One of my all-time favorite runs in comic books, perhaps my all-time favorite, is Denny O’Neil’s 1987 to 1990 series, The Question, his landmark reinterpretation of the Steve Ditko Objectivist “no face” hero, who he transformed into a Zen philosophizing, “no face” hero. The Question was originally Vic Sage, a television reporter with an obnoxious personality who was approached by a former teacher, Professor Aristotle Rodor, to help him thwart an injustice. Rodor had co-developed a fake tissue called “Pseudoderm,” an artificial skin intended to treat wounds, but he abandoned the project when it was discovered that Pseudoderm could be toxic in certain applications. After agreeing to shut down the experiment, his morally-challenged partner instead sold it to a third world country behind his back. Rodor approaches Sage to help apprehend the unscrupulous scientist, and they devise the idea of bonding the Pseudoderm across Sage’s face as a disguise. Thus is born the Question.
Like his previous creation Mr. A, Ditko’s Question is an Objectivist, but also a hero who is not above a bit more brutality than your average superhero, and this emphasis on philosophy and violence finds its way into the DC incarnation. In O’Neil’s first issue, the Question is defeated by his other creation, Lady Shiva, then shot in the head and dumped in the harbor, very much deceased. Shiva, however, recognized a passion for combat in him, and intrigued, rescued and resuscitated him, then took him to kung-fu master Richard Dragon for training, vowing to return a year later to see if he learned anything (and to kill him if he did not). Obviously, he survives the ordeal and returns to his stalking grounds, Hub City. This reborn Question emerges as something of a Zen philosopher, in a synchronicity-laden thirty-six issues (and two annuals and five quarterly specials), that is arguably the best thing Denny O’Neil ever wrote (and this from someone who worshiped his run on Batman). It’s smart stuff, that makes use of the character’s name, look, and trademark curiosity to ask a lot of deep questions, without necessarily providing pat or comfortable answers.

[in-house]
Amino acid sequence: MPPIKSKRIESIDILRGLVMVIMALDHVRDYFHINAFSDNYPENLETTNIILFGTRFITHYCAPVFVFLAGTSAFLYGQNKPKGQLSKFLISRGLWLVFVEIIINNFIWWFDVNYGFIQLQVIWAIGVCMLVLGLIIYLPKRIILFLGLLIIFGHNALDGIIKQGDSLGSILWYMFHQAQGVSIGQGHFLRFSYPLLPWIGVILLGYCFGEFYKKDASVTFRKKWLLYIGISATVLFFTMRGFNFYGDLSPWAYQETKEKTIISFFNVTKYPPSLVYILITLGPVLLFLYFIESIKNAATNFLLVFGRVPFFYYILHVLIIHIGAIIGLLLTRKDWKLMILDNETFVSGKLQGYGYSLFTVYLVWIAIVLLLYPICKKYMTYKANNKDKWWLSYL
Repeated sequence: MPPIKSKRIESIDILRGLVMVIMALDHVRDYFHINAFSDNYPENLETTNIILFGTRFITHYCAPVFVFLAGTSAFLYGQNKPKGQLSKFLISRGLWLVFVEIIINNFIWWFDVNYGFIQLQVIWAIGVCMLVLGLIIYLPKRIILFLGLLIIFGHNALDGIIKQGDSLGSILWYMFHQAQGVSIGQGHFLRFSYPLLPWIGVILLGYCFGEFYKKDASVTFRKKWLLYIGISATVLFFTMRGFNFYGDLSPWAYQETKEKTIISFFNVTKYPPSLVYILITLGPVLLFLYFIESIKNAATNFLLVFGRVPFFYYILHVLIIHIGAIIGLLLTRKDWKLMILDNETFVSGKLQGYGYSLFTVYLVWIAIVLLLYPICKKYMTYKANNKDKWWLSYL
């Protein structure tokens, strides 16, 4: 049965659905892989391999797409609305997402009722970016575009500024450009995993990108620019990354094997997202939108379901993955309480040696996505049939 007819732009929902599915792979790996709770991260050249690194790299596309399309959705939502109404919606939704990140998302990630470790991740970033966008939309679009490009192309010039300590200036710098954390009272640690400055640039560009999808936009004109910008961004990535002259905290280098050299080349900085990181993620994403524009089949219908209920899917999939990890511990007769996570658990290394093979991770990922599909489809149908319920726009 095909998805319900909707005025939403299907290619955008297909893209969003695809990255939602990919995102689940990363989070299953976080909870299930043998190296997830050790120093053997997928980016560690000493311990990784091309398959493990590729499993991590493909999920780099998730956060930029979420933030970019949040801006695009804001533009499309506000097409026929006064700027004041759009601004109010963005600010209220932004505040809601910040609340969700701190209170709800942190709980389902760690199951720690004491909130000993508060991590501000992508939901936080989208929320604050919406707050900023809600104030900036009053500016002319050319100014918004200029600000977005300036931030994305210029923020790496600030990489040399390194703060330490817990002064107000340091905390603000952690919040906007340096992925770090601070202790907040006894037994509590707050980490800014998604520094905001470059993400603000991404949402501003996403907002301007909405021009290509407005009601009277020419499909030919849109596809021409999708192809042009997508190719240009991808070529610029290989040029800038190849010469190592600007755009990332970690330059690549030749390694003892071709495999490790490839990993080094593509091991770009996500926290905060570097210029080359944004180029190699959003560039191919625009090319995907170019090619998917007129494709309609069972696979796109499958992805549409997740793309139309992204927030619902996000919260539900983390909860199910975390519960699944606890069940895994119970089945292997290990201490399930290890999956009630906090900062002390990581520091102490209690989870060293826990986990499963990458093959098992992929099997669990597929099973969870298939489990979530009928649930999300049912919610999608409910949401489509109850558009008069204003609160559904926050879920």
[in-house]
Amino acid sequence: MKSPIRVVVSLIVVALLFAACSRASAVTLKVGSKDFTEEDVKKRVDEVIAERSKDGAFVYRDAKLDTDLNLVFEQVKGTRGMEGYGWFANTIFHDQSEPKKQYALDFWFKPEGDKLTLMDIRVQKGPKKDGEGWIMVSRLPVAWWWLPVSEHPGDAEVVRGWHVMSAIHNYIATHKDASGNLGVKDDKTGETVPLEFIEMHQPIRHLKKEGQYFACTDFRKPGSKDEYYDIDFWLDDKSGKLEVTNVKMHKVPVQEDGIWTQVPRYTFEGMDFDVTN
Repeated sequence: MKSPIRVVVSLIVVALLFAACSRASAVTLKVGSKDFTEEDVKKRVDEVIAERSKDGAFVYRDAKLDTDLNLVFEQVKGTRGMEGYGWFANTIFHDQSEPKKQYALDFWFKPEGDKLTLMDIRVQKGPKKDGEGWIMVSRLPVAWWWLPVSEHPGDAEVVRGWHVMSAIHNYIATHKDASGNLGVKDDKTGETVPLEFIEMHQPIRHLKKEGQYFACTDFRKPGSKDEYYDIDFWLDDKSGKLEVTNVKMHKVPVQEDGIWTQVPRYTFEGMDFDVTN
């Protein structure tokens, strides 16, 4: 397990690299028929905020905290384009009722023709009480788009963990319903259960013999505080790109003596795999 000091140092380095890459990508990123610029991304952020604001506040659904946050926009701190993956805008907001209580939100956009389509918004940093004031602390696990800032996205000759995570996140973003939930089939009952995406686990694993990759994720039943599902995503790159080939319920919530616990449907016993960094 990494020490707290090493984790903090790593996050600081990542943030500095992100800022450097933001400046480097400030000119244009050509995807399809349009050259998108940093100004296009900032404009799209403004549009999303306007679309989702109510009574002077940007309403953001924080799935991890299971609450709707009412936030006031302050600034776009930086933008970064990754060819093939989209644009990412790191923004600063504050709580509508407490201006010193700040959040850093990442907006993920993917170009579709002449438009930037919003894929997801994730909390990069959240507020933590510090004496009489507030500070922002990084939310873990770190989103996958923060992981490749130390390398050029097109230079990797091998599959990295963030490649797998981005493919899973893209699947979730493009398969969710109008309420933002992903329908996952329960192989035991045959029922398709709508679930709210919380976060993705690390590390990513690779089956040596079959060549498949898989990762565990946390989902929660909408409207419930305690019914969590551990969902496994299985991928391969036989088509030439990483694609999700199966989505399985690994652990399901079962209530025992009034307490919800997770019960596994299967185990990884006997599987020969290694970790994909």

So it was with some trepidation that I approached Greg Rucka’s The Question: The Five Books of Blood, which features another person inside the No Face mask. I’ve not yet read 52, that gigantic, convoluted macro-series that reestablished the DC Multiverse, but in it, it was revealed that original Question Vic Sage was dying of cancer, and he chose Gotham ex-cop Renee Montoya as his replacement. Renee herself is interesting, as she was created originally for Batman: The Animated Series, (and was then preemptively introduced into the comics before the series debuted, similar to the way that William Dozier asked DC to create the Barbara Gordon Batgirl for his third season of the 60s television series). Before the events of 52, Montoya already had quite a history, including being outed as a lesbian by Two-Face, and quitting the Gotham police department in self-loathing for her inability to shoot someone that she felt deserved it (and for the increasing violence she found the job brought out in her). In other words, she’s someone with a lot of soul-searching to do. Making her a very likely candidate to don the Pseudoderm and fedora.